I never got to see where my grandmother grew up with her three brothers, or the high school (West Side, across town from the “fancy” Weequahic neighborhood and high school where Roth went to school) where she was valedictorian and where she never met my grandfather, even though he was there at around the same time, though time has even erased the knowledge of when exactly she graduated.
Why didn’t I go to see it all for myself, you wonder? After all, the “old neighborhood” was only about 20 minutes away by car. But the memories for my family were flecked by sadness: My grandmother lost her mother in the family home, where my great-grandmother died after a long illness. My grandmother was summarily transformed from a high achiever to caretaker of her brothers, whose education was deemed top priority. I suspect there is more to this story, but many of those who could tell it are no longer with us.
But, week after week, when I watched The Plot Against America, I found myself feeling an eerie sense of deja vu, and it wasn’t just because I genuinely believe we are on the edge of a fascist precipice right now in 2020. It was because this was my family’s past, unfolding before my eyes on the small screen. It was a vision of fathers and sons going together to Tabatchnick’s, a Jewish appetizing store where you could get your herring and nova. It was a seemingly spot-on depiction of the bustling life on Prince Street, a haven of Jewish stores that sold everything from kosher chicken to the pot in which you could cook it. This was where my great-grandfather sold his wares: sawdust, collected from the mills and sold to local stores to make the floors less slippery (talk about a business with low overhead!).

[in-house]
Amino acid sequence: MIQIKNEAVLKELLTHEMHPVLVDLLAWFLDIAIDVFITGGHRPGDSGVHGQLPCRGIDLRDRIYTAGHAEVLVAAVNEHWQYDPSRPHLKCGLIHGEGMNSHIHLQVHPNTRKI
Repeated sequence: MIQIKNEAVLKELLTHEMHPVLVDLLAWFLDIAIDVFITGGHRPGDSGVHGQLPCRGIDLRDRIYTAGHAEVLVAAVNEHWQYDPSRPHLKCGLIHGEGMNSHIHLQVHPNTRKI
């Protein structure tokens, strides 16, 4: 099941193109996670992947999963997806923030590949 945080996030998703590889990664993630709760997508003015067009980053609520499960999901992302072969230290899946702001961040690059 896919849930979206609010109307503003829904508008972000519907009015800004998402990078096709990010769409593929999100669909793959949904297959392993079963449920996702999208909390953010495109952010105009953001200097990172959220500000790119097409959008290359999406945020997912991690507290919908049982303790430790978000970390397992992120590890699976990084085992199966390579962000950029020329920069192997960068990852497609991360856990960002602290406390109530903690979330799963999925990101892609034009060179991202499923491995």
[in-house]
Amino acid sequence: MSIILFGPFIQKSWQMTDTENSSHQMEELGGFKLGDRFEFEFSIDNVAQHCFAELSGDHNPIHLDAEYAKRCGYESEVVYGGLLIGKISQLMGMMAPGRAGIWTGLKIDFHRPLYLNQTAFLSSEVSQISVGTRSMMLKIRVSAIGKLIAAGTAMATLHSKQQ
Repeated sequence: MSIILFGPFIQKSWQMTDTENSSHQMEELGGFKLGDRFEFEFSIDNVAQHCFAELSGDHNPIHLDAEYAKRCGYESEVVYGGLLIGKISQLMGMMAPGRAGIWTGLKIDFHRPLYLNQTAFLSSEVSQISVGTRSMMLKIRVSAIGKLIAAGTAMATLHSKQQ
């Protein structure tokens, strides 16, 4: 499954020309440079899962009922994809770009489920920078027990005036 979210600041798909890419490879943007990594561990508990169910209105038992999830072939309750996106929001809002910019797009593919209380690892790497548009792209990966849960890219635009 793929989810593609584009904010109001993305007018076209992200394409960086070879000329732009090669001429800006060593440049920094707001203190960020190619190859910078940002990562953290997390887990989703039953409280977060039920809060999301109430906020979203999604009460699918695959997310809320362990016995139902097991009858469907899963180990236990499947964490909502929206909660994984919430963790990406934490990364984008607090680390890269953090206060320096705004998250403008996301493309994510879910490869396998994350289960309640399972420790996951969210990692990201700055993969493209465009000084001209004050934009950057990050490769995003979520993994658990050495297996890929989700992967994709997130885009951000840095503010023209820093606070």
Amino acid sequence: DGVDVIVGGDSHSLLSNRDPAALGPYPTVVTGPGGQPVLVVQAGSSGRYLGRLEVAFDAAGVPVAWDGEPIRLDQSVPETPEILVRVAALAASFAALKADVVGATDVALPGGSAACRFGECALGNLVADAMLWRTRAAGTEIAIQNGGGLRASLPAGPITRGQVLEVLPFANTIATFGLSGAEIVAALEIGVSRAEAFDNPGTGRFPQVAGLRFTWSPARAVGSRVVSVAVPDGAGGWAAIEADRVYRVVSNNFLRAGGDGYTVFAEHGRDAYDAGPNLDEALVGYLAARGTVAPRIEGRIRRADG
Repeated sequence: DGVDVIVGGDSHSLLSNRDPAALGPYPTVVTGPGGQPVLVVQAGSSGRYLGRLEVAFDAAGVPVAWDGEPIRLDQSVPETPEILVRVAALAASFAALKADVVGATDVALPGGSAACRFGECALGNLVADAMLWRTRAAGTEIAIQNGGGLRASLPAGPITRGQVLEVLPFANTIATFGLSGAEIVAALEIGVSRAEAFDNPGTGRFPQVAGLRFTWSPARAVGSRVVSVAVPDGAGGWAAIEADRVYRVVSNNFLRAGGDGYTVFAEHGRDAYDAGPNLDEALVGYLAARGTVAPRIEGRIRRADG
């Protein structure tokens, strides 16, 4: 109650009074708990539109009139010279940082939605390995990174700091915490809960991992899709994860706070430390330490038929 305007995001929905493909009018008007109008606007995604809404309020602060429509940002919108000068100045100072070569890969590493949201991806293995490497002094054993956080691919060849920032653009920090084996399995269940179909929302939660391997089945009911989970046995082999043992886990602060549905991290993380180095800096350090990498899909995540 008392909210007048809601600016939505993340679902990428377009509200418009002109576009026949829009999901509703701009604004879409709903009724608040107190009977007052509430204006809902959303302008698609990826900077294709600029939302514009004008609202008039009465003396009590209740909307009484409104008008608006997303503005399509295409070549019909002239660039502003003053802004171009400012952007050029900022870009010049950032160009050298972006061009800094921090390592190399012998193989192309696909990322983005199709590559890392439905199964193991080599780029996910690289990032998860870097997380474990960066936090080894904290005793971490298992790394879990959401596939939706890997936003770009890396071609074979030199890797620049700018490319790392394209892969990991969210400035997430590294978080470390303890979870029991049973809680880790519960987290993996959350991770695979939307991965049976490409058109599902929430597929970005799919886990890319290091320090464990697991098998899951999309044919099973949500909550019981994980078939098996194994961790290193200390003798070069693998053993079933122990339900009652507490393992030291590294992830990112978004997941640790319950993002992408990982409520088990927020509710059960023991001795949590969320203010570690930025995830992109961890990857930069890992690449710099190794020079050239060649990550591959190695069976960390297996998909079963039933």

The show gave me a glimpse of the world where my grandparents lived and grew up, where grown sisters would live blocks apart — in my family, apparently, they had different floors in a multi-family house — and their children played games together with chalk and balls in the street, yelling “car!” when someone came down the road. It was a picture of homes that revolved around a not-strict version of Shabbat, where lights and ovens and radios could be flicked on, where candles were lit and roast chicken enjoyed alongside animated discussions that might teeter into yelling arguments around the dinner table.
I’m grateful to the show for triggering what I hope will be the first of many conversations with my mother and great-uncle about our family’s Newark life. I feel I am getting to know people I never got to know in person, and that is a gift. My grandmother died when I was 8, and my grandfather when I was 19, and while they were both loving fixtures in my life, it never occurred to me when they were alive to see them as people beyond the grandparents I loved.
I’m especially grateful that the show took place in Newark, a location that hit me so fiercely on a personal level. The setting, for me, was a particularly powerful reminder of two important things: how deep my roots are in America, as well as how passionately I will have to fight to not lose it to dark forces of xenophobia that proliferate all around us in our own time.
Image via HBO’s Plot Against America